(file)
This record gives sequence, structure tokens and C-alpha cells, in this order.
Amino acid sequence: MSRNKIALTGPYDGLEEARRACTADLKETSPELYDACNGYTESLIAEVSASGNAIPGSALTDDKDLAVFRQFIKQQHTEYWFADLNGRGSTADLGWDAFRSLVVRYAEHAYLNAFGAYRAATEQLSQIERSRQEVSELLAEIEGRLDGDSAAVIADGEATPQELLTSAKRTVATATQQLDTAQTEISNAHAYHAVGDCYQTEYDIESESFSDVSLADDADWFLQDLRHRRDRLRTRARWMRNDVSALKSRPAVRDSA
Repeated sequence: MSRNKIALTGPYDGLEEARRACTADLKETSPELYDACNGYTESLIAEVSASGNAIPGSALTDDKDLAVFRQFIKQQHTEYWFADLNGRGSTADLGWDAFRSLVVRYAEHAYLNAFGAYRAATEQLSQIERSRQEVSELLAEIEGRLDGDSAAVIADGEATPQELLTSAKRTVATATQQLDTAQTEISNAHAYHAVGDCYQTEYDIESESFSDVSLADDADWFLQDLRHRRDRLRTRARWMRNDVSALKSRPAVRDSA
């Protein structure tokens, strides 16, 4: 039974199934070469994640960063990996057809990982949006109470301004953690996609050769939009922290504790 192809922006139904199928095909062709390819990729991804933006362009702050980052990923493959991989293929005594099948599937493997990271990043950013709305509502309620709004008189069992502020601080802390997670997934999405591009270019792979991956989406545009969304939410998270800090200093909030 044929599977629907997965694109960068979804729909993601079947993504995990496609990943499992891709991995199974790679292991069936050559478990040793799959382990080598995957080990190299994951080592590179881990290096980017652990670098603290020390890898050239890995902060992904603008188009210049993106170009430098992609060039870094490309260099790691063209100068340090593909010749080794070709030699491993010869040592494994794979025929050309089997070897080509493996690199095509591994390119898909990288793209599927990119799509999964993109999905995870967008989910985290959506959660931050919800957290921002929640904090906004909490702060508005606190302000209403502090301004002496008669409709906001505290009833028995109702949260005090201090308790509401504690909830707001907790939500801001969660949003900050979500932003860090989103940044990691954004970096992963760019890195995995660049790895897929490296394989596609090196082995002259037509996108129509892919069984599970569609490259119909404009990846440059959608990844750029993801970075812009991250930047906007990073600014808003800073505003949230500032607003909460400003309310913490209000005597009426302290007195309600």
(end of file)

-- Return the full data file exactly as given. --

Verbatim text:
This record gives sequence, structure tokens and C-alpha cells, in this order.
Amino acid sequence: MSRNKIALTGPYDGLEEARRACTADLKETSPELYDACNGYTESLIAEVSASGNAIPGSALTDDKDLAVFRQFIKQQHTEYWFADLNGRGSTADLGWDAFRSLVVRYAEHAYLNAFGAYRAATEQLSQIERSRQEVSELLAEIEGRLDGDSAAVIADGEATPQELLTSAKRTVATATQQLDTAQTEISNAHAYHAVGDCYQTEYDIESESFSDVSLADDADWFLQDLRHRRDRLRTRARWMRNDVSALKSRPAVRDSA
Repeated sequence: MSRNKIALTGPYDGLEEARRACTADLKETSPELYDACNGYTESLIAEVSASGNAIPGSALTDDKDLAVFRQFIKQQHTEYWFADLNGRGSTADLGWDAFRSLVVRYAEHAYLNAFGAYRAATEQLSQIERSRQEVSELLAEIEGRLDGDSAAVIADGEATPQELLTSAKRTVATATQQLDTAQTEISNAHAYHAVGDCYQTEYDIESESFSDVSLADDADWFLQDLRHRRDRLRTRARWMRNDVSALKSRPAVRDSA
């Protein structure tokens, strides 16, 4: 039974199934070469994640960063990996057809990982949006109470301004953690996609050769939009922290504790 192809922006139904199928095909062709390819990729991804933006362009702050980052990923493959991989293929005594099948599937493997990271990043950013709305509502309620709004008189069992502020601080802390997670997934999405591009270019792979991956989406545009969304939410998270800090200093909030 044929599977629907997965694109960068979804729909993601079947993504995990496609990943499992891709991995199974790679292991069936050559478990040793799959382990080598995957080990190299994951080592590179881990290096980017652990670098603290020390890898050239890995902060992904603008188009210049993106170009430098992609060039870094490309260099790691063209100068340090593909010749080794070709030699491993010869040592494994794979025929050309089997070897080509493996690199095509591994390119898909990288793209599927990119799509999964993109999905995870967008989910985290959506959660931050919800957290921002929640904090906004909490702060508005606190302000209403502090301004002496008669409709906001505290009833028995109702949260005090201090308790509401504690909830707001907790939500801001969660949003900050979500932003860090989103940044990691954004970096992963760019890195995995660049790895897929490296394989596609090196082995002259037509996108129509892919069984599970569609490259119909404009990846440059959608990844750029993801970075812009991250930047906007990073600014808003800073505003949230500032607003909460400003309310913490209000005597009426302290007195309600």